Jaboncillo is a small sized, deciduous tree. It is also known as Western Soapberry, Wingleaf Soapberry and Manele, Wild China Tree, Cherioni, Drummond Soapberry, Indian Soap Plant, Mexican Soapberry, Cherrion, and Wild China Berry. It can grow up to 50 feet in height. The growth rate of the Jaboncillo tree is medium. It cannot grow rapidly. The Jaboncillo tree is found on the woodland, rocky hillsides and the edges of the fields. These trees contain soap like substance which is called Saponin, which is a natural detergent that has been used in Mexico as a substitute of soap. And it is used by rubbing the fruit in water. It works like soap. The fragrance of flowers of the Jaboncillo tree attracts many bees, beetles butterflies and moths. The strong and good qualities of the wood of Jaboncillo tree make it resistant to damage by the wind and it is also favorite tree for landscaping. Its shape is rounded and vase shaped. The Jaboncillo blooms in the month of May and June. Male and female flowers of the Jaboncilla tree occur on separate trees. Female trees have a cluster of round and yellowish fruits.
The leaves of the Jaboncillo tree are thick and leathery and pinnately compound. The leaves are deciduous and 20 cm to 38 cm in length. These leaves are made up of 6-20 narrow lanceolate leaflets that have smooth margins. The leaves have uneven wedge shape bases and long tapered tips. At the end of the branches, the fruits occur in the shape of large pyramidal clusters. The fruit is golden in color. And each fruit is 3-3.6 cm in diameter. When the fruit fully matures, it becomes wrinkled and translucent. The fruit of Jaboncillo contains a single black seed which is about 9 mm in diameter and ripen in the month of October, and till spring they may remain on the tree. The twigs of the Jaboncillo tree are gray to brown in color. These twigs are hairy they have short tan colored hair. But many of them are hairless. Buds are small in size. They are brown in color and are hairless. The trunk is gray to reddish in color. It is scaly. The fruits of Jaboncillo tree are beautiful, but they are not edible because they contain a poisonous substance called Saponin. The fruit of Jaboncilla is inedible and that can be dried and can be stored for further use.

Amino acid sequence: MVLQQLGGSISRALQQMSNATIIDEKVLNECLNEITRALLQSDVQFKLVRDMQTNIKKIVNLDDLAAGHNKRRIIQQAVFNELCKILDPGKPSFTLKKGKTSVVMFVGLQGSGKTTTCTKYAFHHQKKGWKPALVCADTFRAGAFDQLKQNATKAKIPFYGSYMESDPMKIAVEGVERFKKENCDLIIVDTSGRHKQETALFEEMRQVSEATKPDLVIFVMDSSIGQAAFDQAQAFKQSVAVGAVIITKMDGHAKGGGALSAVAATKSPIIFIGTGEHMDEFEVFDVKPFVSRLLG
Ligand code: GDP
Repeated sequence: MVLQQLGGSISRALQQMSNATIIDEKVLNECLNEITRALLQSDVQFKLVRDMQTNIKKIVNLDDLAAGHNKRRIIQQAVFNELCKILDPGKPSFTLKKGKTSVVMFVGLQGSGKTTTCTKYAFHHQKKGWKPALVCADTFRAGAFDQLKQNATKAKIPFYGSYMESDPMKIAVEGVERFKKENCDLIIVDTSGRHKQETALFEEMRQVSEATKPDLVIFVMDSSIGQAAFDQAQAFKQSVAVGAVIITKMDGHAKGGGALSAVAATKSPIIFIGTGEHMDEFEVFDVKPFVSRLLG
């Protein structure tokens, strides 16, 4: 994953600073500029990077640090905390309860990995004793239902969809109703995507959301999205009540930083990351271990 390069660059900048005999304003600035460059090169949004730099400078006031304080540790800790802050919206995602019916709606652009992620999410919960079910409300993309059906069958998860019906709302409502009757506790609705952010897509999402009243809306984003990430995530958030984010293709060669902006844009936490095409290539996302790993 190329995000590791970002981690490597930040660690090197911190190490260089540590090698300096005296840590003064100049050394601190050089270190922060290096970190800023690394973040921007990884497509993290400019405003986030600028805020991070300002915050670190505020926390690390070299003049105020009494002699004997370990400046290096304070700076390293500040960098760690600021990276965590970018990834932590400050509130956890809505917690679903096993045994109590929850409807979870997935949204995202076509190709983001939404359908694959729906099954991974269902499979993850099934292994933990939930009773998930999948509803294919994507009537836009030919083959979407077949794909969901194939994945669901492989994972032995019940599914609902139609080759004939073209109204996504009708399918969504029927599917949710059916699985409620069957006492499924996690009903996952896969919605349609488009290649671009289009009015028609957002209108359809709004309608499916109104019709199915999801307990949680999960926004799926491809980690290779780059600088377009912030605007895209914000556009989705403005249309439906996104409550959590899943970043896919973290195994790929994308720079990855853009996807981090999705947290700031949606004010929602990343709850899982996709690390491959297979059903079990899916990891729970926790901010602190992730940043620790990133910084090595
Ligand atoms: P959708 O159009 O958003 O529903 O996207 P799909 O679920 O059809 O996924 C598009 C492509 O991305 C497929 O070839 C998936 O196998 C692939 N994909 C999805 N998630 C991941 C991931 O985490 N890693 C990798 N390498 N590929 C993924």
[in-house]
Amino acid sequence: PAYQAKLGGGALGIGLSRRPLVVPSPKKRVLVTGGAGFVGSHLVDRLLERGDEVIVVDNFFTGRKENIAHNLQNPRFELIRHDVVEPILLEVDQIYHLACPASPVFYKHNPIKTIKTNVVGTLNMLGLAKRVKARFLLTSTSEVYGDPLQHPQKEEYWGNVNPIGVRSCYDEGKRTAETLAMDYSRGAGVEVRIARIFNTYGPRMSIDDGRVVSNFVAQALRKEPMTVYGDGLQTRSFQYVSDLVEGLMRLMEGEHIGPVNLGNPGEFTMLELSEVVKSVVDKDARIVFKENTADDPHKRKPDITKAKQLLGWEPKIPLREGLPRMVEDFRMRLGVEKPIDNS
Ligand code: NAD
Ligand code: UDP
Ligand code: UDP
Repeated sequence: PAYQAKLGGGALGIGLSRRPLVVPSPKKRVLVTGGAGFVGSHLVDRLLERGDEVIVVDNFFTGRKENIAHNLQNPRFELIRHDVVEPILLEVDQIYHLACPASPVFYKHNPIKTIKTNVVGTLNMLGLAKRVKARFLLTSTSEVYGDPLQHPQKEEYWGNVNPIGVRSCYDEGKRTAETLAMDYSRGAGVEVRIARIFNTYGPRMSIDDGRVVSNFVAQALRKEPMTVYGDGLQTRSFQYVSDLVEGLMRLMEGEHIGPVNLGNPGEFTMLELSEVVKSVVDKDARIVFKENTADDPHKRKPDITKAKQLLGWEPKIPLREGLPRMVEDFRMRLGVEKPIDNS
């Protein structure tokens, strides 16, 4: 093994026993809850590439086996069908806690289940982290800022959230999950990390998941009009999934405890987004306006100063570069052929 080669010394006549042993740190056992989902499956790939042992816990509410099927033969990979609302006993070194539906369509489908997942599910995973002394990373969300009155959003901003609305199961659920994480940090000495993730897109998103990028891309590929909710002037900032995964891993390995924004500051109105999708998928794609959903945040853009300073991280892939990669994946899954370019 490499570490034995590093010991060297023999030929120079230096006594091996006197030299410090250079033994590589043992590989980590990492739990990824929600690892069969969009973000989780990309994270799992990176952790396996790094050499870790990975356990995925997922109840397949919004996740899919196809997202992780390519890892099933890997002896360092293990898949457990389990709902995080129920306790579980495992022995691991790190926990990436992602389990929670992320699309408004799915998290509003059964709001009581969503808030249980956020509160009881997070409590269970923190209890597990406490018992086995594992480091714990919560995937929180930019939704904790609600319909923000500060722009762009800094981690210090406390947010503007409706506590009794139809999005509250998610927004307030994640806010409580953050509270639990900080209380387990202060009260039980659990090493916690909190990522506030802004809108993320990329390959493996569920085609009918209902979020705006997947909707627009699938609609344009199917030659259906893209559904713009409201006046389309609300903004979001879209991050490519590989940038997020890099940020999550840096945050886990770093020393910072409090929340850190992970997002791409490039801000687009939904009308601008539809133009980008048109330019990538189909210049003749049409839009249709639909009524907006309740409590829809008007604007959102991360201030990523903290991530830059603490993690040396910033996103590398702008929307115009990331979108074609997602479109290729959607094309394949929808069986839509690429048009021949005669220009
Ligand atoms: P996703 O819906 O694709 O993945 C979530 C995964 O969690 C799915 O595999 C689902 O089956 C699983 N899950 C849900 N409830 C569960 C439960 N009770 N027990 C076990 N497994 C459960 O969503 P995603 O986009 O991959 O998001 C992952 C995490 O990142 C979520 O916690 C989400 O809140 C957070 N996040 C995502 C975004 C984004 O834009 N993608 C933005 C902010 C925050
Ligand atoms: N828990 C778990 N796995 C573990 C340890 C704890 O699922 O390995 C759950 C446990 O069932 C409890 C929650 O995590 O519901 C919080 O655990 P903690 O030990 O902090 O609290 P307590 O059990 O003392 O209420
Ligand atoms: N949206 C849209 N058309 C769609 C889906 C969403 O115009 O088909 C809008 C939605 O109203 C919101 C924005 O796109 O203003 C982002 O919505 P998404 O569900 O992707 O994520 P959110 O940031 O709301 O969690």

The Jaboncillo tree grows from southeastern Colorado to Southwestern Missouri, Texas Eastward, to Louisiana and Mexico, and southward to Arizona. In the moist riparian habitats, it is restricted. These trees have the ability to tolerate drought. The flowers attract bees and butterflies by their attractive shade which turns into dazzling color in the fall. The flowers produce beautiful amber colored berries. It grows naturally along streams, rivers, and creeks. In the Bottomland forest of Oklahoma, Jaboncillo is a very common tree.
Growing at Home
Photo by: Sonoran Desert NPS
The beautiful berries of this tree are used for making soap. It is not only used as soap, but it is also used in treating kidney problems, fever and rheumatism. The inner bark is also very useful. It is used as an astringent and in the home medical remedies. The wood of this tree is also very useful. The wood splits into thin strips easily and can be used in the manufacturing boxes, baskets and frames. In the earlier times, the wood was used for making pack saddles, fuel crates and also for cotton basket. Now at times, Jaboncillo (Soapberries) are used as commercial based soap as a substitute of lye. Its sap and seed is also used for medicinal purpose.
The Jaboncillo tree can grow in moist, well drained and fertile soil. It also grows in clay soil and on dry limestone upland. It can tolerate dry, compacted soil. It requires full sunlight. Full or partial Sunlight is good for ideal growth. They can tolerate wide varieties of soil. It can also tolerate infertile, acidic and alkaline soil very easily.
These trees require watering daily. This tree can tolerate drought, but for ideal growth of a tree, watering is necessary. In urban conditions, these trees adapt very well. When young, it prefers watering or irrigation regularly.
Agrilus Prinurus is the serious threat to the Soapberry tree. This borer pest can damage the leaves of the tree. Its nectar is toxic and the fruit is poisonous and it is not used by the wildlife. The fruit is very bitter to eat and may cause stomach ache.